The weather here in Michigan is struggling (for lack of a better word), but I know a bunch of you are celebrating some beautiful spring weather! And beautiful spring weather means projects! And projects mean–ok, moving on.
Well if one of your projects involves a new address sign, I have just the tutorial for you. I’m here for you.
I did a front yard makeover for a reader, and she wanted a mid century vibe. It was a little out of my comfort zone, but I knew “clean lines”…and who doesn’t love clean lines?
Here’s the breakdown:
I chose poplar for this project since it was such a focal point in the walkway. Thought the nicer finish would be better.
- 5–8ft 1×4’s
- Wood glue
- Brad nails (I used a brad nailer for this, but you could hammer it manually and sink the brads)
- Pre-stain wood conditioner
- Minwax Early American Stain
- Helmsman Urethane to protect it from the elements
- Paint/Stain brush (my favorite, and I use it for almost all applications)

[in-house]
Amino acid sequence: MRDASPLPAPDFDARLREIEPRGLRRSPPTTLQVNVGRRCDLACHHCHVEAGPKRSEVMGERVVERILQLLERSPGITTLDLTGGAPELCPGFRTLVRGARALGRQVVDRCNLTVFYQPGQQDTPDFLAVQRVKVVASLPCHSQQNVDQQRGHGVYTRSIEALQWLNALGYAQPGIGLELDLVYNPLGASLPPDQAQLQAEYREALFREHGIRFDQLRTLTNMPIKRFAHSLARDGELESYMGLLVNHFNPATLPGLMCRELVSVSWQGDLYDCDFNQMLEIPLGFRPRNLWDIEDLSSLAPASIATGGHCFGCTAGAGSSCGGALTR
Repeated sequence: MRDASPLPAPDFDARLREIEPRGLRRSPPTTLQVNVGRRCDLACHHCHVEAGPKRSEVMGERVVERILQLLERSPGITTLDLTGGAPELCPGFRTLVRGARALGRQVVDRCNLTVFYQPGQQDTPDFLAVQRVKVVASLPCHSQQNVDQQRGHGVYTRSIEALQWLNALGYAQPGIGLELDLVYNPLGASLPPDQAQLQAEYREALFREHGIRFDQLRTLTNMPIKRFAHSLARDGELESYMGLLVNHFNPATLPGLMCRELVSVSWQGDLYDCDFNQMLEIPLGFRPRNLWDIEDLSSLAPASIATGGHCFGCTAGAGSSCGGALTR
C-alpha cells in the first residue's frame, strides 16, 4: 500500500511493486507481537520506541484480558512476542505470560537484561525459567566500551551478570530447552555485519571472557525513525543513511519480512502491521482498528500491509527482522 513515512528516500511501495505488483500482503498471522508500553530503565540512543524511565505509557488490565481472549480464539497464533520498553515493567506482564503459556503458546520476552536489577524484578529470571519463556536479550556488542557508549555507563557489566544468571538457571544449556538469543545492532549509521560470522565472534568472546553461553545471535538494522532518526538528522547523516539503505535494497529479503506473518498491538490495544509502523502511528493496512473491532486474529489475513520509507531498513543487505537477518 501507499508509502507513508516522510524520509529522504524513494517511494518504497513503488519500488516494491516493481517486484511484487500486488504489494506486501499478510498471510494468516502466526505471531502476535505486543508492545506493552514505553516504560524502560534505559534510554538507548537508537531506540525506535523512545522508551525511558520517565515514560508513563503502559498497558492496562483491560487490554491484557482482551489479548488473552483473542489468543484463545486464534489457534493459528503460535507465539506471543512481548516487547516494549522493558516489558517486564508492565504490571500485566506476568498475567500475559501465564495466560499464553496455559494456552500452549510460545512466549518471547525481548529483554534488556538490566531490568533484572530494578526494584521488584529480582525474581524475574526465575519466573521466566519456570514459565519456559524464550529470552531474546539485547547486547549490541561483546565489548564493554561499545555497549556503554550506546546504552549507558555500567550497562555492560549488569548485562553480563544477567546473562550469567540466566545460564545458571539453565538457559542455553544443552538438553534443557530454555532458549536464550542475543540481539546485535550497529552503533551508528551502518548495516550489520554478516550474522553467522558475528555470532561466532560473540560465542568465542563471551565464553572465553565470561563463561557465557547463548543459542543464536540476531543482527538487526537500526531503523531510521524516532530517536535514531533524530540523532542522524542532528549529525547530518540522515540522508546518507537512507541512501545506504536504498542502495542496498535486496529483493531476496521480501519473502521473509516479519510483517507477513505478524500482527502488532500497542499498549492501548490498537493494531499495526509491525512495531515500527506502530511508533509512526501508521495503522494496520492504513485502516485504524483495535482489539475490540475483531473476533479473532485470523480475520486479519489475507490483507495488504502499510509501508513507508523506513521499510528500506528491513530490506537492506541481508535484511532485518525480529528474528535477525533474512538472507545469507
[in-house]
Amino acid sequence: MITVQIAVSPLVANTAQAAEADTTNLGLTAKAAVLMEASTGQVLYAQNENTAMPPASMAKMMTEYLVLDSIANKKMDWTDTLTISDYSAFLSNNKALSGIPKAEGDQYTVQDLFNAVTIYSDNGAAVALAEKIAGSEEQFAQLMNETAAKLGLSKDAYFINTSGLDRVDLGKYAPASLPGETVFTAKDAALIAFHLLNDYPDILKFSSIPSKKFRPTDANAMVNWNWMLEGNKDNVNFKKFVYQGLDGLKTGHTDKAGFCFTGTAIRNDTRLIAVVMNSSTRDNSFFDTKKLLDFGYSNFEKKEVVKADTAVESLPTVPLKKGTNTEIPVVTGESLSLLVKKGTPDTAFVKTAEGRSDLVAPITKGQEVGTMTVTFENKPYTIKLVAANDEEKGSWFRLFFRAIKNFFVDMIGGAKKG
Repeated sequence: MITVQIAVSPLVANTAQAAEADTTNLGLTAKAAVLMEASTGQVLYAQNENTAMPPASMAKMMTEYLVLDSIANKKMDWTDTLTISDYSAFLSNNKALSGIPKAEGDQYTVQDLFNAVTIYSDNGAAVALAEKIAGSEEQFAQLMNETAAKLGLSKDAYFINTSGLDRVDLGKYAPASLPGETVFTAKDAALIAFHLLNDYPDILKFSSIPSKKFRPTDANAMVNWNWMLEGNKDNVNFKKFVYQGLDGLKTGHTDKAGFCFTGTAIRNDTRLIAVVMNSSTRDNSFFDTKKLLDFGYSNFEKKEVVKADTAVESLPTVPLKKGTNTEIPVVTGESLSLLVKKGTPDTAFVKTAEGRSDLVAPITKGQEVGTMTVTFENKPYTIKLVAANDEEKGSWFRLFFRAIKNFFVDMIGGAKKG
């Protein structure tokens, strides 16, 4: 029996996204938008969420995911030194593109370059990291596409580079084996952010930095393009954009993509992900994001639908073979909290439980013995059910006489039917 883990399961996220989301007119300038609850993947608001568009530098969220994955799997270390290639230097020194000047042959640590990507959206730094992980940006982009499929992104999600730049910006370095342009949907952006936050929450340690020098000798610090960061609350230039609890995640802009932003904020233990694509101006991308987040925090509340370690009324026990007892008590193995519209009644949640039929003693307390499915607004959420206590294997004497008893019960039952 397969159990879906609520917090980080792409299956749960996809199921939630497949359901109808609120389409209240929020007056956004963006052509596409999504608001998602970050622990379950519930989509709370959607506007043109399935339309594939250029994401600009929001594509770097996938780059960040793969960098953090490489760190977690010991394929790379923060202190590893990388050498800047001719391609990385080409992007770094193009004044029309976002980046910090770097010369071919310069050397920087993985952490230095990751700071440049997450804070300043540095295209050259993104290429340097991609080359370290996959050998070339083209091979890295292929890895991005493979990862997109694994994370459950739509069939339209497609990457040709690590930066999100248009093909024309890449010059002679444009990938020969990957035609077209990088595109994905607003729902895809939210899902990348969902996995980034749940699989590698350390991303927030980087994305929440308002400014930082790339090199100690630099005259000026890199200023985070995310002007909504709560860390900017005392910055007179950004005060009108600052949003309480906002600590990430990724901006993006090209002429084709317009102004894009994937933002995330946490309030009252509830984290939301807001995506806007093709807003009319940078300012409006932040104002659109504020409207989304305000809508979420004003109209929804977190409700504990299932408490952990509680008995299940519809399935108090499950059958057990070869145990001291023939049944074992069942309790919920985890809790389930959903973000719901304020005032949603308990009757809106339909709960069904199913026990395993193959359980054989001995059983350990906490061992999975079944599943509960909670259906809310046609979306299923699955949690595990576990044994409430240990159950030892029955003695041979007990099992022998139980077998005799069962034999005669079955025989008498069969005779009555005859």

- Floating house numbers (brushed nickel) I purchased these at Lowes, but these are similar.
The fundamental list is actually quite short, but you do need a couple of things to keep it protected.
Address Sign Directions
This is really my favorite part because I kept it simple.
- I literally used one type of wood and attached it all together.
- I cut down the 1×4’s into 36″ lengths.
- I measured about how high I wanted it from the ground and figured that using 5 rows was about the right height.
For the three pieces in between, I just kept them long enough to bury them. I think they ended up being about 26 inches? The three went into the ground to stabilize, and then the mulch kind of wrapped around it to keep it more secure.
I ran some wood glue along the three vertical pieces to stabilize the wood and nailed each piece in. I used a piece of scrap wood to space them apart ever-so-slightly. Once the front was in place, I did the same on the back. Built. #micdrop
Once it was built, I applied pre-conditioner, stain, then urethane to protect it. Be sure to get into all those ridges and backs!
Finally, I attached the numbers and walked away slowly. Woot! Seriously one of the easier projects I’ve done, and it makes a huge impact!
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